Study: U.S. job market is putting more workers in positions with limited upside and leverage.
Three Cambridge public school teachers received the first Crystal Awards for Preeminence in Teaching at the Sala de Puerto Rico on May 23. Each received a $2,000 cash prize and a Waterford crystal clock.
The award, presented by the Cambridge Partnership for Public Education, was created to recognize outstanding teaching. MIT played host to the ceremonies.
Each candidate was required to submit an essay that included his or her vision of exemplary teaching, a paper on student assessment, photographs of learning activities, a rï¿½sumï¿½, and letters of support from an administrator, a co-worker and a student or parent.
"Here at MIT, we try to foster a community of learning -- a community in which we all learn from one another, and in which the value of learning is appreciated and pursued in every aspect of our lives," President Charles M. Vest said before presenting the awards. "But if we are part of a community of learning, it is just as surely true that we are part of a community of teaching -- a community in which the skills and the achievements of great teachers are given the highest possible recognition and esteem.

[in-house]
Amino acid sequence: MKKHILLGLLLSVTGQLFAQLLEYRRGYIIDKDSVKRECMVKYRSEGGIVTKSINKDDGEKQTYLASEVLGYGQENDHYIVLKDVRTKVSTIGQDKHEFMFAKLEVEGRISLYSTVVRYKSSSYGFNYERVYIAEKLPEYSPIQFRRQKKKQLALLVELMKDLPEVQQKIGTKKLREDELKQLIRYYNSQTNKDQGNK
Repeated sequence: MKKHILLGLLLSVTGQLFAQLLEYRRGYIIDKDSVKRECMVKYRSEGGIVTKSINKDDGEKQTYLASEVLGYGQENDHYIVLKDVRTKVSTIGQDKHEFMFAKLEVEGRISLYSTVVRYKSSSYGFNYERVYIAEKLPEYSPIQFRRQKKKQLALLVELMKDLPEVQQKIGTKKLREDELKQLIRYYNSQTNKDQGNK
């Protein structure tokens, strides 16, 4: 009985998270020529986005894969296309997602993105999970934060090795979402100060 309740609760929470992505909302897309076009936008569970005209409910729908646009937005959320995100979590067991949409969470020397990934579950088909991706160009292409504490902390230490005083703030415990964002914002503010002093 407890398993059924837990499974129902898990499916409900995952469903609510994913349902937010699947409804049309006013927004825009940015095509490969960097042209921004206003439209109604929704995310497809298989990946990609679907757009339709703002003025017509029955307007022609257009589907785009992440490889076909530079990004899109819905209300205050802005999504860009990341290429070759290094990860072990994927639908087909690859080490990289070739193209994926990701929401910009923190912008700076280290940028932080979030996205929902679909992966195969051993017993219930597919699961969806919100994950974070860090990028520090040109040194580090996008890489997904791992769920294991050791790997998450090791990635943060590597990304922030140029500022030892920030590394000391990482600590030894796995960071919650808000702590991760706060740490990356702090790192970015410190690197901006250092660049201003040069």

"Unfortunately, many of our most important civic institutions often seem unwilling to acknowledge the central and compelling role that teachers play in our society. And yet, as all of us who work in education already know, that role is undeniably powerful."
The winners are:
ï¿½ï¿½ï¿½ï¿½ï¿½ï¿½ï¿½ï¿½ï¿½ Karma Paoletti, a third-grade teacher at the Agassiz School. She has been teaching for eight years, all in the Cambridge public schools.
ï¿½ï¿½ï¿½ï¿½ï¿½ï¿½ï¿½ï¿½ï¿½ Joan Soble, an English language arts teacher and a "Teaching for Understanding" staff developer at the Cambridge Rindge and Latin School. Ms. Soble, who teaches grades 9-12, has been teaching for 21 years, 13 in the Cambridge public schools.
ï¿½ï¿½ï¿½ï¿½ï¿½ï¿½ï¿½ï¿½ï¿½ Karen Spaulding, a science teacher at the Morse School and a K-6 science staff developer. Ms. Spaulding, who teaches grades 5-8, has been teaching for nine years, six in the Cambridge public schools.ï¿½ï¿½ï¿½ï¿½ï¿½ï¿½
A version of this article appeared in MIT Tech Talk on June 7, 2000.